The third figure, which is more difficult to make out, probably represents a horse.

Radiocarbon dating of the stratum immediately beneath puts the C14 age at 12,050 (± 190) years ago.

The Carved Urtiaga Plaquette

39. Carved pebble from Urtiaga. Includes a fine carving of the front of a horse.© Xabi Otero
39. Carved pebble from Urtiaga. Includes a fine carving of the front of a horse.© Xabi Otero

A sandstone plaquette in two pieces was found in the Latter Magdalenian level of Urtiaga. It contains the following figures:

On one of the faces there is a beautiful ibex’s head (a female or kid), which is very well carved, with a wide cut. The horn, ears, eye, nose and mouth have all been depicted.

On the other side of the stone there is a figure of a reindeer executed with a fine cut. There are clear details that make it possible to identify the animal: the back with the withers clearly indicated, the low position of the head, the shape of the horn, the long hair on the throat and the blunt muzzle.

Carved pebble from Urtiaga

38. Carved stone plaquette from Urtiaga (Deba) with the head of female ibex or kid on one side and a reindeer on the other.© Xabi Otero
38. Carved stone plaquette from Urtiaga (Deba) with the head of female ibex or kid on one side and a reindeer on the other.© Xabi Otero

This is a limestone pebble with exceptionally fine carving. One side shows the forequarters of a horse, including the head and neck. The erect mane and some details of the muzzle have been depicted. The eye, however, is not shown.

Horn rod from Aitzbitarte IV

40. Perforated shells, used as pendants or necklaces.© Xabi Otero
40. Perforated shells, used as pendants or necklaces.© Xabi Otero
41. Horn rod from Aitzbitarte IV (Rentería), decorated with various incisions.© Xabi Otero
41. Horn rod from Aitzbitarte IV (Rentería), decorated with various incisions.© Xabi Otero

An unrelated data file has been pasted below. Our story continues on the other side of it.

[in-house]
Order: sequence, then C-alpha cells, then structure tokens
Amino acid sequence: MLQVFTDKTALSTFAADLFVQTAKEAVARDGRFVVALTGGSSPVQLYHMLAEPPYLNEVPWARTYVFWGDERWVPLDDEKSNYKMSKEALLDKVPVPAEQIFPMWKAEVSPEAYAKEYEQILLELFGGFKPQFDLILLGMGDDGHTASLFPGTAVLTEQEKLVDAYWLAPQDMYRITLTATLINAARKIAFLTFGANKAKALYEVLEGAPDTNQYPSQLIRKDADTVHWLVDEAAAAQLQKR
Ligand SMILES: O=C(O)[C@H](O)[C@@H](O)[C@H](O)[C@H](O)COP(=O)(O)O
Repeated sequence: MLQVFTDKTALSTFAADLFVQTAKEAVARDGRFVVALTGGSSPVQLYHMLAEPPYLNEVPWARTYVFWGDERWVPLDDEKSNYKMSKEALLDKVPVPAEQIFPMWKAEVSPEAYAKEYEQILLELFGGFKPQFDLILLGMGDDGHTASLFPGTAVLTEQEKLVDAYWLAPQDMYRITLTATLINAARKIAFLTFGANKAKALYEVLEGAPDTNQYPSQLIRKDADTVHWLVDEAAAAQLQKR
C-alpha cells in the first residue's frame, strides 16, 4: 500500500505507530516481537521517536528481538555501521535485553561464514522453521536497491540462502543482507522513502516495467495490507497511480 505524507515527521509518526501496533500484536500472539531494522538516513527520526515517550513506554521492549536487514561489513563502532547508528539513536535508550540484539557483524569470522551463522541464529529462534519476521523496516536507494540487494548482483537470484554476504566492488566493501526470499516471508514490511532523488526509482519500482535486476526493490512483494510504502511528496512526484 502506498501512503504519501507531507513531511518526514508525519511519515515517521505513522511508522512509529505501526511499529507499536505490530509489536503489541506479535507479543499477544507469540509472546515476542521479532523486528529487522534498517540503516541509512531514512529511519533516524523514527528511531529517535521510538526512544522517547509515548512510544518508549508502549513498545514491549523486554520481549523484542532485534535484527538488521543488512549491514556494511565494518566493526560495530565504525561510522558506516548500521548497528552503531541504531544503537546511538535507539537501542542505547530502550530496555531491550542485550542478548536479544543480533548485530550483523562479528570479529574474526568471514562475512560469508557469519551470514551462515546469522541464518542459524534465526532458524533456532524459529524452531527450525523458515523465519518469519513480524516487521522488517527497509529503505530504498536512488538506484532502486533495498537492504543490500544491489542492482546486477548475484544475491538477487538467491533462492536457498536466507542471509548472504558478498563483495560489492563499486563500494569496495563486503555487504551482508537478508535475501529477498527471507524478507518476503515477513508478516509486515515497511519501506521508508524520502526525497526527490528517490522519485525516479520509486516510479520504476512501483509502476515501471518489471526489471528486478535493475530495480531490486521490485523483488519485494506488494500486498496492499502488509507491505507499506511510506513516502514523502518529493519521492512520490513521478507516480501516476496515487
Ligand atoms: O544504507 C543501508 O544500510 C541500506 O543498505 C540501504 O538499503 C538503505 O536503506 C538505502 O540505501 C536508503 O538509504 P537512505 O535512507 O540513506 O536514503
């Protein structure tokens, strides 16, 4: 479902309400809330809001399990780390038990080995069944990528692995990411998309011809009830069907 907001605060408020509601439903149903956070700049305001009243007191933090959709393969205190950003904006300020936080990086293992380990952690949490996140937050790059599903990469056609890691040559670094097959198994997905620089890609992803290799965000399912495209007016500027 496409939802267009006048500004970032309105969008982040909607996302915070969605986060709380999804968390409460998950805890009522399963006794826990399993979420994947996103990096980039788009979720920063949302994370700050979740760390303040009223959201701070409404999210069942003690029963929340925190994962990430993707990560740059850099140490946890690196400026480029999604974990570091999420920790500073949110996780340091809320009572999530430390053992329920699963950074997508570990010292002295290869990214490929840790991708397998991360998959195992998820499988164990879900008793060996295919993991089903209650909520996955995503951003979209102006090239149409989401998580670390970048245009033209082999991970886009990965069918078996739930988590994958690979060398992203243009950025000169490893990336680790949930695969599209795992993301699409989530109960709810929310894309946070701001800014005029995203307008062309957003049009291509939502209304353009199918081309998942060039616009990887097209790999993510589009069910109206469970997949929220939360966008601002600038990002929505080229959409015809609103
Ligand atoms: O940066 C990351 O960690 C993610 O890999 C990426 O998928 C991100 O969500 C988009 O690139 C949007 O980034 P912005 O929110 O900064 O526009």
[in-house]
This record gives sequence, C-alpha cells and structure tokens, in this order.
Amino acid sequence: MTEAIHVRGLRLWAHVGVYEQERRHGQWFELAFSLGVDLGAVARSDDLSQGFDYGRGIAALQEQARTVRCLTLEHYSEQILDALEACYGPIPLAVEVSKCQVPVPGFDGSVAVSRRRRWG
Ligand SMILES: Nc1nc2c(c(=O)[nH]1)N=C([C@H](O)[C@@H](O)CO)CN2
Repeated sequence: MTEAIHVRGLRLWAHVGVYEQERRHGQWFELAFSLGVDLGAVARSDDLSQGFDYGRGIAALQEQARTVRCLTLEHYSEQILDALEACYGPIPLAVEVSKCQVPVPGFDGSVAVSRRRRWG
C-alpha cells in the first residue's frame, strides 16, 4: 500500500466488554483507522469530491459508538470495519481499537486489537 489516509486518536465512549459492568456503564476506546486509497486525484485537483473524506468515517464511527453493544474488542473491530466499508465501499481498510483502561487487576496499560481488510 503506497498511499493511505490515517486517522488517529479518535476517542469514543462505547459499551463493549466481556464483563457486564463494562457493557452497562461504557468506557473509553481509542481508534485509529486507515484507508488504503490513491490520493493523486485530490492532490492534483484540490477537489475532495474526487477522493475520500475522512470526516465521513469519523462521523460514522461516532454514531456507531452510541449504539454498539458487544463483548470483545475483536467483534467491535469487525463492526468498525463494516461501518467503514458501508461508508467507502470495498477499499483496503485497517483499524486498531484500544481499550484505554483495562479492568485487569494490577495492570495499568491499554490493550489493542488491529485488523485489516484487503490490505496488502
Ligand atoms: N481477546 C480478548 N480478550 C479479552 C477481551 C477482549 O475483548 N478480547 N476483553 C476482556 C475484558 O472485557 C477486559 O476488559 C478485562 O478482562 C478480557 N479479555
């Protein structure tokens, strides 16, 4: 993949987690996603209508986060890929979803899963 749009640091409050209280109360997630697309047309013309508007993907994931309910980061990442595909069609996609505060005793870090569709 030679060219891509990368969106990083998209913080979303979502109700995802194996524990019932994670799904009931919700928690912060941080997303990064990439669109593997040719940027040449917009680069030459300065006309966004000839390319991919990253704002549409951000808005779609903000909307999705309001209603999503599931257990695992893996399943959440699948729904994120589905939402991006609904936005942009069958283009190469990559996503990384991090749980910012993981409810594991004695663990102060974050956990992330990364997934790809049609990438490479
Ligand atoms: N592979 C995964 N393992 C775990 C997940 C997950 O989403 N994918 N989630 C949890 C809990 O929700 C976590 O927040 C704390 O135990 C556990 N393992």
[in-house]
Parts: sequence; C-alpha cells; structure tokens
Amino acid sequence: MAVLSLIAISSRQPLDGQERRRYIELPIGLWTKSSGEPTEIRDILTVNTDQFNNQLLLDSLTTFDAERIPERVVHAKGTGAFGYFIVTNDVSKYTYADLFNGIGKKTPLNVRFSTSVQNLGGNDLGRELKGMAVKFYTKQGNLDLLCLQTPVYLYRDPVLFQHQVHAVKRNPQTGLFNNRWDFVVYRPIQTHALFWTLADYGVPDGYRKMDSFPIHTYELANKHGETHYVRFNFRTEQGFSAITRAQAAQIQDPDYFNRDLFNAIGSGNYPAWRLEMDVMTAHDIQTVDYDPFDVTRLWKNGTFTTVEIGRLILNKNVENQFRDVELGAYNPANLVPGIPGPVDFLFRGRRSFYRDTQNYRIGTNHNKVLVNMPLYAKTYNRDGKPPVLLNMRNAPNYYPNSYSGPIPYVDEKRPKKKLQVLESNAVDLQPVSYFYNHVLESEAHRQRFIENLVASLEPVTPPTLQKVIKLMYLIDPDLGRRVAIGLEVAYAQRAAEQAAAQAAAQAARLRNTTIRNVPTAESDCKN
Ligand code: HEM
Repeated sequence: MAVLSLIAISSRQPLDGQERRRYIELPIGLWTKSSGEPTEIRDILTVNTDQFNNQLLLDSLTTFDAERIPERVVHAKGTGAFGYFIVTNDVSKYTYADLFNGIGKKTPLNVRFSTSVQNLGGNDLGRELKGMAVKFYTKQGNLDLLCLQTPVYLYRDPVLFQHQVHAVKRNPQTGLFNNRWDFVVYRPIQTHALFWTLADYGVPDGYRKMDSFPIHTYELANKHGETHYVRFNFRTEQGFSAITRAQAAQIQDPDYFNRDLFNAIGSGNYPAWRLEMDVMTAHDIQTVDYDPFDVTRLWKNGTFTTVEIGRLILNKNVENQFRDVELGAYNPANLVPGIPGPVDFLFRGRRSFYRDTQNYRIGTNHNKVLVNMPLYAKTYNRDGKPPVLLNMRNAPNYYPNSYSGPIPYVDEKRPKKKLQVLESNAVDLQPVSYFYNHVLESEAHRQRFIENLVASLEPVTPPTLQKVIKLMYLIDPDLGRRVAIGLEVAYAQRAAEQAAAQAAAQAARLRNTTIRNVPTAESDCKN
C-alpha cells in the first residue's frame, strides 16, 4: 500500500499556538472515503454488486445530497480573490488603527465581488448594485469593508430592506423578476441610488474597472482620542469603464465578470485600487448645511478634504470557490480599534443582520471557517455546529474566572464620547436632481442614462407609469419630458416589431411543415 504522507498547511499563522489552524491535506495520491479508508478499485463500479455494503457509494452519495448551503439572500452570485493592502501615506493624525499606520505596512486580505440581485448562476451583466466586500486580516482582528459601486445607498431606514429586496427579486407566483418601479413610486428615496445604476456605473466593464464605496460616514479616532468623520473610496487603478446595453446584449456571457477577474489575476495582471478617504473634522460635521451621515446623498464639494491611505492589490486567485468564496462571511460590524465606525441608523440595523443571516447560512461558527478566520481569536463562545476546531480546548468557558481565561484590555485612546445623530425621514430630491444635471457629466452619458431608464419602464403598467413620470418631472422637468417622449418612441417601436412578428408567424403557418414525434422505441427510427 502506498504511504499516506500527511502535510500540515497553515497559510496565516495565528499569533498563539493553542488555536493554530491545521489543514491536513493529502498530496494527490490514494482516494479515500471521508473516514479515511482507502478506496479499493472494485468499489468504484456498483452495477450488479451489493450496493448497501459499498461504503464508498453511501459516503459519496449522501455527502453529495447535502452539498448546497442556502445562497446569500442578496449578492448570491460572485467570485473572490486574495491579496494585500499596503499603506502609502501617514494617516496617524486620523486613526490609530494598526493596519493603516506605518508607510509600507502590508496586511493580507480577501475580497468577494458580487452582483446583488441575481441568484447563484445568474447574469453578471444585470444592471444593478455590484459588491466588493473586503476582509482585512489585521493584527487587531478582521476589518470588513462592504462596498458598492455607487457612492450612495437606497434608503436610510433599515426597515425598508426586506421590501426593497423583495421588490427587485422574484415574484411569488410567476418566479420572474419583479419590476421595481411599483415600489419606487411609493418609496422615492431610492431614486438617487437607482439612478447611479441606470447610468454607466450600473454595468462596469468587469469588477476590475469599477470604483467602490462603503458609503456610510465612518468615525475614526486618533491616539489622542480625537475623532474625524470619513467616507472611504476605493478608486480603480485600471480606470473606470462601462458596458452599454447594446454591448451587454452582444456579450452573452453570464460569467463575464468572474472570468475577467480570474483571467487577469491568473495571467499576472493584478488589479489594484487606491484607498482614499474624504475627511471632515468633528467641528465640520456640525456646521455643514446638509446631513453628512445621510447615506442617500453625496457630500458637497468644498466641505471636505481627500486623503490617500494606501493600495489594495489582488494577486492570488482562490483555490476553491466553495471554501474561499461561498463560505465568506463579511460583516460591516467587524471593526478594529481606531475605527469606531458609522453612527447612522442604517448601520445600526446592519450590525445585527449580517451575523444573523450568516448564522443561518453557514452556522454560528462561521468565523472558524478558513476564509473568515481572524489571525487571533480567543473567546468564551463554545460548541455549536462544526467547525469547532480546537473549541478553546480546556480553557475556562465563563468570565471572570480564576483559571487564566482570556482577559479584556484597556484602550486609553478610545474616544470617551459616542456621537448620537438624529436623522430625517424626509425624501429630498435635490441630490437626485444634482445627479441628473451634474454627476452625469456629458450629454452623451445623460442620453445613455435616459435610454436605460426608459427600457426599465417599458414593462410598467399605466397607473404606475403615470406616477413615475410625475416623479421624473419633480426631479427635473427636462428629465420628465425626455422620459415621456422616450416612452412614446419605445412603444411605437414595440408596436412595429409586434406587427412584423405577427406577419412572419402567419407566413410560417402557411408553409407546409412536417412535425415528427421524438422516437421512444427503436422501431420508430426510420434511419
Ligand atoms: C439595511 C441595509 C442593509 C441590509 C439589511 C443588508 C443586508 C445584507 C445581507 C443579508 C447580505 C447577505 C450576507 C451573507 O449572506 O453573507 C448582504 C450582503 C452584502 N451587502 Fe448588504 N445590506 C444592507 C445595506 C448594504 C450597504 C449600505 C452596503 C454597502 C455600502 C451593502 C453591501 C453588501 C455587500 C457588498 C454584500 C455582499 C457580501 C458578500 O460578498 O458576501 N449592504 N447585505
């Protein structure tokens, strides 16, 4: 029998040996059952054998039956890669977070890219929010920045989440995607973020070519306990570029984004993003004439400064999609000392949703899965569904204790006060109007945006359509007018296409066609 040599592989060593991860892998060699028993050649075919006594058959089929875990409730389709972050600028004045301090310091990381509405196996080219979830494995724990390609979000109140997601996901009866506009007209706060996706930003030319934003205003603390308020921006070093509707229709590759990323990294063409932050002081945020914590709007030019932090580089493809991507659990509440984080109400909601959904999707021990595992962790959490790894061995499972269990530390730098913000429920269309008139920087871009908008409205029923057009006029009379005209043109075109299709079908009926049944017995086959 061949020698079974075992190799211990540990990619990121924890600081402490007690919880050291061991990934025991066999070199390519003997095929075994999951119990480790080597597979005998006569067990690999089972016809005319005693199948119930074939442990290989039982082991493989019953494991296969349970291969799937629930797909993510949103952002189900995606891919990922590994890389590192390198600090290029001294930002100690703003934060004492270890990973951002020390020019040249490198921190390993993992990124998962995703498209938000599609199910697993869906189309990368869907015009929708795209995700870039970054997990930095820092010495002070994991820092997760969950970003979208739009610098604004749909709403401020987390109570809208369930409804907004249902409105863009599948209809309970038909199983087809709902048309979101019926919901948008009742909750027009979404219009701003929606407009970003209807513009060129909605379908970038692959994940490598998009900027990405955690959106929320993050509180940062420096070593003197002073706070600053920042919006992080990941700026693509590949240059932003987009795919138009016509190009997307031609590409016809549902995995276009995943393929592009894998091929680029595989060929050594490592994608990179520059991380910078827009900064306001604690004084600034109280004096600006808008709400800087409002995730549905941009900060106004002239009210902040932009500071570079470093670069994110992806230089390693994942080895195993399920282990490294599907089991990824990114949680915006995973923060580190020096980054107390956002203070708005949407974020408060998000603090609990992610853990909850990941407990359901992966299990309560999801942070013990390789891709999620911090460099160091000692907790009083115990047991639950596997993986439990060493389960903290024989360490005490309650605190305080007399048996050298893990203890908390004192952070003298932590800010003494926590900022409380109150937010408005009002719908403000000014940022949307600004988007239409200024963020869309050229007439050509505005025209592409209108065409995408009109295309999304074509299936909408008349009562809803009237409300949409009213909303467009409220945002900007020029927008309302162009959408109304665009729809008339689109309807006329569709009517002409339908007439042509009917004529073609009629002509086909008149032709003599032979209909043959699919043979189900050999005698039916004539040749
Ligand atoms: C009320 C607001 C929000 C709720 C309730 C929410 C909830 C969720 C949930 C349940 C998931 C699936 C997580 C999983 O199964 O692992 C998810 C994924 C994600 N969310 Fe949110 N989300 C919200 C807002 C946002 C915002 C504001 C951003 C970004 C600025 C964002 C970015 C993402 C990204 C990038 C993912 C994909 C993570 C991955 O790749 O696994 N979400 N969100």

43. Ibex incisors, perforated for use in a pendant or necklace.© Xabi Otero
43. Ibex incisors, perforated for use in a pendant or necklace.© Xabi Otero
42. Recreation of a necklace with atrophic deer canines and a horse incisor.© Xabi Otero
42. Recreation of a necklace with atrophic deer canines and a horse incisor.© Xabi Otero
44. Perforated deer canines.© Xabi Otero
44. Perforated deer canines.© Xabi Otero

This is a flat-convex rod, broken at both ends, with decorations on the convex face. The decoration consists of three groups aligned along the length of the horn, each of which has three parallel and somewhat undulating grooves. Each of these grooves contains a series of small closely-joined incisions.

45. Perforated fox canine.© Xabi Otero
45. Perforated fox canine.© Xabi Otero
46. Perforated shells, used as pendants or necklaces.© Xabi Otero
46. Perforated shells, used as pendants or necklaces.© Xabi Otero

This rod was discovered in the Solutrean level of the cave, and therefore dates from a previous era to all the other examples mentioned here.

Burins, harpoons and javelins

47. Burin from Ermittia (Deba), triangular in cross-section and decorated on all three faces with geometrical carvings.© Xabi Otero
47. Burin from Ermittia (Deba), triangular in cross-section and decorated on all three faces with geometrical carvings.© Xabi Otero
48. Harpoon from Ermittia.© Xabi Otero
48. Harpoon from Ermittia.© Xabi Otero
52. Harpoon from Ermittia.© Xabi Otero
52. Harpoon from Ermittia.© Xabi Otero
50. Decorated spear from Urtiaga.© Xabi Otero
50. Decorated spear from Urtiaga.© Xabi Otero
49. Harpoons from Aitzbitarte IV, Urtiaga and Ermittia. These were both functional and decorative.© Xabi Otero
49. Harpoons from Aitzbitarte IV, Urtiaga and Ermittia. These were both functional and decorative.© Xabi Otero

These tools, used for hunting and fishing, were often decorated, although the decoration added nothing to their effectiveness. The following are just a few examples:

The Ermittia Burin. This is a burin - or boring tool - with a triangular cross-section, which has a similar carving on each of its three faces. On two of the faces there is a series of rhombuses each containing a dot, linked with straight lines. On the third face, instead of the rhombuses there are two short oblique cuts.

There are also numerous harpoons and javelins with different decorations, as well as pendants made from the teeth of deer or ibexes or from shells, which were perforated so that they could be threaded.

53. Harpoon from Urtiaga.© Xabi Otero
53. Harpoon from Urtiaga.© Xabi Otero
54. Harpoon from Urtiaga.© Xabi Otero
54. Harpoon from Urtiaga.© Xabi Otero
55. Harpoon from Aitzbitarte IV.© Xabi Otero
55. Harpoon from Aitzbitarte IV.© Xabi Otero
Licencia Creative Commons. Pulse aquí para leerla
2020 Departamento de Cultura y Euskera- Diputación Foral de Gipuzkoa.
Para conectar con nosotros mediante skype pulse aquí
Logotipo Gipuzkoa.net. Pulsar para ir a la página de Gipuzkoa.net